Wilbert Paige Memorial: Round #6

Wilbert Paige Memorial
(14-23rd of July 2001, Harlem NY, Hotel Theresa)

Round #6 (Thursday, 19 July 2001)

Pre-game analysis: Rogers came off of an exciting draw and will attempt to keep his norm hopes alive against the winless Colding. Colding had chances against Morrison, but little else has gone his way this tournament… he’s a much better player than his score indicates. This will be a hard-fought game, but Colding may be able to neutralize Rogers. Simutowe-Nsubuga is a battle of players with contrasting styles. Nsubuga should be very familiar with Simutowe’s style and may be able to surprise the Zambian who will be very confident in this matchup.

FM Stephen Muhammad on verge of clinching IM norm.

FM Stephen Muhammad on verge of clinching IM norm.

In Simpson-Muhammad, both players are coming off of exciting games and will be looking to keep the momentum going. A win by Muhammad will almost clinch an IM norm. Simpson will be looking to throw some blows at Muhammad who, on occasion, has problems with very aggressive players. The battle of the two South Africans will certainly be watched in Gauteng and Cape provinces. Kobese will certainly have the edge as the more seasoned of the two and will of course have to face Solomon’s favorite Lasker-Pelikan Sicilian if he plays his usual 1. e4. Schleifer-Morrison will be a key matchup as IM Schleifer is trying to stay ahead of the field and FM Morrison is trying to keep his quest for the IM title alive. FM Morrison is under heavy pressure to score three points out of his last four encounters. He’ll have a tough road, but may get an upset if the Canadian IM relaxes as he did in his near-loss against Nsubuga.

Colding-Rogers, ½½
Simutowe-Nsubuga, 1-0
Simpson-Muhammad, 0-1
Kobese-Solomon, ½½
Schleifer-Morrison, ½½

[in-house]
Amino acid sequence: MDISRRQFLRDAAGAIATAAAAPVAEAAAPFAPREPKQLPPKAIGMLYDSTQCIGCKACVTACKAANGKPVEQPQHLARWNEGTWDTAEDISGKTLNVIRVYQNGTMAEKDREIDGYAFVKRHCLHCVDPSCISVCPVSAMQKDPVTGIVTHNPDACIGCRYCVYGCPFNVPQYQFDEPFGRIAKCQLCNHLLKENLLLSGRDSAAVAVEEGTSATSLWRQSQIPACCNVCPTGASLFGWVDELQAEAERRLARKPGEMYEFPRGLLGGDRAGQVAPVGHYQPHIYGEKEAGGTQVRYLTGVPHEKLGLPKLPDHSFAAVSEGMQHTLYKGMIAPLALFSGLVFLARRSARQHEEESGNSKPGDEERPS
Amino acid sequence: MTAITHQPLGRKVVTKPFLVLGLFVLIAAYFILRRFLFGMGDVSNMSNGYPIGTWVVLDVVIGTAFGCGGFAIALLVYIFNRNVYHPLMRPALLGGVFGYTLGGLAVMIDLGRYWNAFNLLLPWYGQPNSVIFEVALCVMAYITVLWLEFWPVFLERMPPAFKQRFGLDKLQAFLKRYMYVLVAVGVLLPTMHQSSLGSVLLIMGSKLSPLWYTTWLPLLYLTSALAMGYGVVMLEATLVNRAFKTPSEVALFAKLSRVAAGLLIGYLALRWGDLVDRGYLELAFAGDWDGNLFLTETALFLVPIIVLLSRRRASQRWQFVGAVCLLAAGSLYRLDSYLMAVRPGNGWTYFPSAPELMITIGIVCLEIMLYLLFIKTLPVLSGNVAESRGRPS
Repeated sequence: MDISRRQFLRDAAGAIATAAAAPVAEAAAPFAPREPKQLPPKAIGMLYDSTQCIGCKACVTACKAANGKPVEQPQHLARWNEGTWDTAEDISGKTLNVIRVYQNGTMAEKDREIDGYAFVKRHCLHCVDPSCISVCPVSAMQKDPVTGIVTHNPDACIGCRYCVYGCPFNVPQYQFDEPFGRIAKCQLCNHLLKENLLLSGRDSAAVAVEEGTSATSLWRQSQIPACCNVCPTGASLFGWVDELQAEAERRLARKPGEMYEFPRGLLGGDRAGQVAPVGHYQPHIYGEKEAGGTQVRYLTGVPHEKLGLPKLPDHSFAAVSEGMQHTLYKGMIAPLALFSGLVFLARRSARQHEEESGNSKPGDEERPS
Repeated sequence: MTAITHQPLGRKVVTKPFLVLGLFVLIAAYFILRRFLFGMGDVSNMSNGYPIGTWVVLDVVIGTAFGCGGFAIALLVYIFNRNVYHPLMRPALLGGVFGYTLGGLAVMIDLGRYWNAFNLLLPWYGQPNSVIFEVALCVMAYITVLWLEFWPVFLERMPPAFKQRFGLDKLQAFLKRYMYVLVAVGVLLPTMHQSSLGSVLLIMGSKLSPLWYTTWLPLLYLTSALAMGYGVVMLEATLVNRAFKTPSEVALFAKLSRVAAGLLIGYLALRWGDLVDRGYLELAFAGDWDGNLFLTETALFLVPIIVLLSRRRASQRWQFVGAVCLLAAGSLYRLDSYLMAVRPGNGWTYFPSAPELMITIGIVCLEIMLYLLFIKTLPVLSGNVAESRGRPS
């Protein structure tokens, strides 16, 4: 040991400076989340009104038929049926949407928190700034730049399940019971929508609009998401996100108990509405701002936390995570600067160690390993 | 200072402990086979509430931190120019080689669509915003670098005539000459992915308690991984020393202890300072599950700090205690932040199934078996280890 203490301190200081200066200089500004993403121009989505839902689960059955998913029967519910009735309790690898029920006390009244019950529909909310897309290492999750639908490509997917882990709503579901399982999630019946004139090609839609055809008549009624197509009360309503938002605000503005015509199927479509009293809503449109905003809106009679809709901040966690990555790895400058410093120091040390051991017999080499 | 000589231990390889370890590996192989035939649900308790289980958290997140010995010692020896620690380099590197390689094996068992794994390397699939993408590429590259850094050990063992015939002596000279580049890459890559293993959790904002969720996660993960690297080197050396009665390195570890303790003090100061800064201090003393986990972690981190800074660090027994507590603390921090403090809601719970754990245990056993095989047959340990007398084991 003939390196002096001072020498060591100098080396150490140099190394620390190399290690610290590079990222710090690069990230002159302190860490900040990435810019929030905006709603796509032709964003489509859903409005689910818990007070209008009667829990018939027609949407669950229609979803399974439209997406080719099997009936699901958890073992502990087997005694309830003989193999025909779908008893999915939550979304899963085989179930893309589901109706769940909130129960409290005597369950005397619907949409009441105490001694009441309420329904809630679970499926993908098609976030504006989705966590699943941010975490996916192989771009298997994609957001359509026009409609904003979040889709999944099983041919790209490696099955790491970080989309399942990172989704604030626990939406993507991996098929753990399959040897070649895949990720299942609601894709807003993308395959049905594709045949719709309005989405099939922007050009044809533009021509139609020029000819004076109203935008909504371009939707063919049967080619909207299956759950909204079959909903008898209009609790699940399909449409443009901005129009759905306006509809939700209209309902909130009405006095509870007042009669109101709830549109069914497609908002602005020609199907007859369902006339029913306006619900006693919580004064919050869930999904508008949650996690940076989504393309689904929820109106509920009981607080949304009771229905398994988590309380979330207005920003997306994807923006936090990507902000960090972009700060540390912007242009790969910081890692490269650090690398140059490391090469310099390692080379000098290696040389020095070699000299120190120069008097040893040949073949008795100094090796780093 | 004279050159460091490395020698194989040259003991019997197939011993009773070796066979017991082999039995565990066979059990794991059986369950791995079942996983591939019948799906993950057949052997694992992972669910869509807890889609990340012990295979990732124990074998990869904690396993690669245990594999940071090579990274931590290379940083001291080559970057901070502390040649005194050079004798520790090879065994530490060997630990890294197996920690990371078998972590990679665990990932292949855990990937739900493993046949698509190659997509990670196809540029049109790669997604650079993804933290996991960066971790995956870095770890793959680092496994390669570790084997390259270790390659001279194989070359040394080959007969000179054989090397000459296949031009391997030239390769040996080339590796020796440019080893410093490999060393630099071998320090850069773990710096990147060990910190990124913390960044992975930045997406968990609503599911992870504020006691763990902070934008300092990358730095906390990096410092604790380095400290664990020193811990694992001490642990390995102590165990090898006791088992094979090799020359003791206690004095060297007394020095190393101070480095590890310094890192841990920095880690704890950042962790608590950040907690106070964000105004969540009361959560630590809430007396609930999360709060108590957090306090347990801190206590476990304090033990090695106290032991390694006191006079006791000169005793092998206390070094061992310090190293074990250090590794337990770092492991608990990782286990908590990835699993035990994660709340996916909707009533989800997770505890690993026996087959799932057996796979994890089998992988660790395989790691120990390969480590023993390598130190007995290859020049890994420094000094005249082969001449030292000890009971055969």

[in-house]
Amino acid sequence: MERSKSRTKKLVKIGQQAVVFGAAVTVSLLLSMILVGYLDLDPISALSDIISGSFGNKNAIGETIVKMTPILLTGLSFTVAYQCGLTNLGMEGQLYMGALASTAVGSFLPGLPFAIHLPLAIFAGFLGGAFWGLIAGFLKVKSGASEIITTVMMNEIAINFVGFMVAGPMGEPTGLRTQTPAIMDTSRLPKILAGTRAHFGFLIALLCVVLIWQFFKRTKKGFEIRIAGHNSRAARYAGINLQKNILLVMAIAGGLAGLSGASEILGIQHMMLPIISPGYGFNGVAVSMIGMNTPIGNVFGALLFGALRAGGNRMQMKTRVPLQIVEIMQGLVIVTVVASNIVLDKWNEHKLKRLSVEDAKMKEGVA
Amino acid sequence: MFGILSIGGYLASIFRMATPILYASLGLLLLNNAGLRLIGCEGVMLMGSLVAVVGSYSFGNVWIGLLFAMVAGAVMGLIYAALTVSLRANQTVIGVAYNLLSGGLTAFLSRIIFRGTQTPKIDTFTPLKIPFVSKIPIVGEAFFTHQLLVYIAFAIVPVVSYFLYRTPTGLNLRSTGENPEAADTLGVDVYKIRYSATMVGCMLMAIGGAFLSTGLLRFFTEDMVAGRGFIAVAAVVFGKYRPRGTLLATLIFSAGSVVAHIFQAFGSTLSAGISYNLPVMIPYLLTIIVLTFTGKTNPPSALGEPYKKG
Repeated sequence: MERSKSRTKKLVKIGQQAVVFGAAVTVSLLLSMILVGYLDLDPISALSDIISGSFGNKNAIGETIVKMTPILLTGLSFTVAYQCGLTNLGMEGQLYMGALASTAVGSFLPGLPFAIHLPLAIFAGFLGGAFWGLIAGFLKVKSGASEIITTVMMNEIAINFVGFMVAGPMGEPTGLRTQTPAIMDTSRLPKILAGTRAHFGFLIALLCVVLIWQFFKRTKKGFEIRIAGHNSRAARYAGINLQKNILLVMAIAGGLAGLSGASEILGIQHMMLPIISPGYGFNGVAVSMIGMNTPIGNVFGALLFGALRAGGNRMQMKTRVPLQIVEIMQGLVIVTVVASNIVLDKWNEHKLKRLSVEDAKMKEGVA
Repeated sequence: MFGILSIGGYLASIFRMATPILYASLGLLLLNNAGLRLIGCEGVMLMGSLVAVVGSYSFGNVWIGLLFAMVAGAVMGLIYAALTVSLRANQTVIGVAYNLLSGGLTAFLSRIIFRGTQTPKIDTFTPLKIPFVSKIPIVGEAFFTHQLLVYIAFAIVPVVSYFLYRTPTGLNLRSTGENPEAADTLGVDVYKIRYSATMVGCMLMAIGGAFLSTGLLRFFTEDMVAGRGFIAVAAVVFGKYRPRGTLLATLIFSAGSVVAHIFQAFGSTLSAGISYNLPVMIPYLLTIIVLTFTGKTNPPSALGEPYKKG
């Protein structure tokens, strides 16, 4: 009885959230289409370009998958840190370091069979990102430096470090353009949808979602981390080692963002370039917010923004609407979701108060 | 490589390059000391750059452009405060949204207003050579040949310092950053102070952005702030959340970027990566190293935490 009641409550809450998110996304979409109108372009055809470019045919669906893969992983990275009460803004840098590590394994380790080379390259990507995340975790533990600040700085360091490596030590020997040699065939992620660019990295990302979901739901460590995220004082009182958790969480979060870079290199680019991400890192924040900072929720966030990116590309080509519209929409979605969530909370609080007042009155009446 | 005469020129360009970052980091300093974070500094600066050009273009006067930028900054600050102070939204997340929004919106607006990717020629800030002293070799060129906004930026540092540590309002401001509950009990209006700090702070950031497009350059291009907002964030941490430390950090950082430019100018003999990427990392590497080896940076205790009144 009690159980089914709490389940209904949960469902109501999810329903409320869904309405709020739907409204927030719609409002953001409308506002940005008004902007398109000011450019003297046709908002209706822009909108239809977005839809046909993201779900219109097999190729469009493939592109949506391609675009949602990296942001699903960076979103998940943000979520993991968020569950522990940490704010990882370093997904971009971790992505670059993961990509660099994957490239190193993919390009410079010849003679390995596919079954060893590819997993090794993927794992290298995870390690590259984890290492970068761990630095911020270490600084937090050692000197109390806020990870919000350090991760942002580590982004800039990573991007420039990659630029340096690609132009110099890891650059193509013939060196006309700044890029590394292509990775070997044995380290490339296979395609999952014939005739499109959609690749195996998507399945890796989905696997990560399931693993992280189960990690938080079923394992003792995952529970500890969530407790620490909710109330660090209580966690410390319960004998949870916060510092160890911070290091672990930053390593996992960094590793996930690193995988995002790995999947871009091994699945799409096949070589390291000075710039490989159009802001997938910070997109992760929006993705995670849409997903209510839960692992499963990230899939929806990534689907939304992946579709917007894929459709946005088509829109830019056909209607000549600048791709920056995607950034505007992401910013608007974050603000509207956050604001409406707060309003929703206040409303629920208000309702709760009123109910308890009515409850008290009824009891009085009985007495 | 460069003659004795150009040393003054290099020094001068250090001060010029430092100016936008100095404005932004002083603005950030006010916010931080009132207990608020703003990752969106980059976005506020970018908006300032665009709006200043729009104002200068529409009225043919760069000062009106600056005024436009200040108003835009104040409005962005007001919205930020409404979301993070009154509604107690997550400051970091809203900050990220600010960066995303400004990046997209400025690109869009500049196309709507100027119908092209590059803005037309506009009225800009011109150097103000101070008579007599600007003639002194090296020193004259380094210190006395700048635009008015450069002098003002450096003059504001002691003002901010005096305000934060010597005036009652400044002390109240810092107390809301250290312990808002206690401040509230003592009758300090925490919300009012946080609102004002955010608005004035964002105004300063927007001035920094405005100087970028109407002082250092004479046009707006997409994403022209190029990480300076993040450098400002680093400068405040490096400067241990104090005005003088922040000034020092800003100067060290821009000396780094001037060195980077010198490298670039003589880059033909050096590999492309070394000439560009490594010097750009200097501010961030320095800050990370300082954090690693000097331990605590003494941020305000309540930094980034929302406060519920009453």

Post-mortem analysis: What an eventful day! Colding broke his scoreless drought in an exciting draw with Rogers. The game was very tactical as Rogers uncorked a double sacrifice beginning with 20…Rxc3!? A messy game ensued, and Colding went for the win with 40. Rxf5!? The sack wouldn’t be enough and the game petered to a drawn ending. Both the longest game and shortest (decisive) games were played and involved the four African players sitting at the same table! Simutowe mopped up Nsubuga in a 24-move rout after taking advantage of Nsubuga’s poor handling of the Nimzo-Indian. The Zambian star hit Nsubuga with the tactical shot, 20. Nxd5! Not realizing the danger, Nsubuga blundered with 20. . . Nxd5? and his position fell like a house of cards after 21. Nc6. The biggest story of the day was a 6-hour and 50 minute marathon between the two South African players.

Kobese vs. Solomon (foreground); Simutowe vs. Nsubuga (background). Copyright ©, Daaim Shabazz.

IM Watu Kobese vs. FM Kenny Solomon (foreground)
IM Amon Simutowe vs. NM Grace Nsubuga (background)

Kobese, a two-time African zonal champion, side-stepped Solomon’s prepared lines with the Rossolimo Sicilian. He then dominated play throughout and eventually won a pawn. However, Solomon’s stubborn defense and well-timed replies forced a queen ending which are perhaps the most difficult to win due to drawing tricks. Solomon forced a queen trade and at 9:50 p.m. (after almost seven hours of play), the game ended in a 91-move draw. The up-and-coming Solomon is gaining valuable experience and still has a remote chance at an IM norm if he wins his last three games. FM Muhammad has been the most consistent in this tournament and had a surprisingly easy time with FM Simpson. Simpson tried to create imbalances in the position, but ended up making a mess of his position. Muhammad surgically cut through white’s position like a laser beam and now his IM norm is highly probable.

Schleifer vs. Morrison (foreground); Colding and Simpson (background). Copyright ©, Daaim Shabazz.

IM Michael Schleifer vs. FM William Morrison (foreground)
NM Ernest Colding and FM Ron Simpson (background)
Photos by Daaim Shabazz

The Morrison-Schleifer game featured some interesting ideas. The game featured a lot of maneuvering as both players played on their own halves of the board. However, there were many points where both players could’ve gone wrong due to the dynamism of the position. In the final position, Morrison extra pawn is in trouble and a dynamic balance will be achieved.

Daaim Shabazz

Daaim Shabazz is the founder of The Chess Drum, while serving as a tenured faculty member of Global Business & Marketing at Florida A&M University in Tallahassee, Florida, USA. He holds a B.S. Computer Science from Chicago State University, an MBA in Marketing and a Ph.D. in International Affairs & Development, both from Clark Atlanta University. He has served the journalist community for more than 30 years and still competes in tournaments occasionally.

Leave a Reply

Your email address will not be published.

Back to top button